If you have that...
...many shiny devices, then surely you can spare the dosh for a hosted Exchange account? Then you can use your own domain and not go near Google.
By nichomach0 on 24 Sep 2012
It's exactly for this reason that I use a cloud based Microsoft Exchange solution. That way, all my devices remain up to date and sync nicely. This is fine for my small business, although for personal emails I still struggle.
By mossmotorsport on 24 Sep 2012
If it's for home and/or small biz, then why not try Mercury as server (with IMAP running), Pegasus clients, all at home and then (eg) Thunderbird running IMAP on the road. Works well for us, and all for free.
By WilliamW on 24 Sep 2012
No mention of RIM?
My blackberry takes care of this automatically for me over my phone and tablet.
By JamesD29 on 24 Sep 2012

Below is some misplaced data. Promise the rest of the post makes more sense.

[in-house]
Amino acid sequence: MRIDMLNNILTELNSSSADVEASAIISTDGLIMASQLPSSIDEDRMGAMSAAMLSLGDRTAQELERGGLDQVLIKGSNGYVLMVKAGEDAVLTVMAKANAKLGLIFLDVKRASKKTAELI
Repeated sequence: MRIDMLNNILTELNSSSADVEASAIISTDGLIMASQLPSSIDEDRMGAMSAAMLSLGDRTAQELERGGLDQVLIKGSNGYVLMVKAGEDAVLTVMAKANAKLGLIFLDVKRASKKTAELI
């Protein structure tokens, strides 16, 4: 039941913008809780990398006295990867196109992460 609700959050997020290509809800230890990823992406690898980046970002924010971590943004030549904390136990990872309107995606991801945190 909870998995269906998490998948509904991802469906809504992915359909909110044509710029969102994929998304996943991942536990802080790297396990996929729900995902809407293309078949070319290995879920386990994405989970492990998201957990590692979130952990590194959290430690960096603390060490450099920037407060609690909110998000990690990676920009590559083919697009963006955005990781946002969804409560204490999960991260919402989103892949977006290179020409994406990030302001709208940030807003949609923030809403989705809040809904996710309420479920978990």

- correct! It was a breeze to sync my wife's Blackberry and my old HTC Hero to our Mercury system.
By WilliamW on 24 Sep 2012
Just demand IMAP. It works.
By broccauley on 24 Sep 2012
Is that article addressing the wrong question?
I just can't see the problem. Why faff around trying to get around the failings of a long obsolete service. The only question is Exchange or IMAP?
By tirons1 on 24 Sep 2012
Because there's a whole load of people for whom Exchange or IMAP aren't possible. For example, many of the UK's biggest ISPs still only offer POP3 access for retrieving email.
You are right - IMAP and Exchange make life so much easier. And it's annoying that in this day and age so many people still have to put up with POP3.
By PaulOckenden on 25 Sep 2012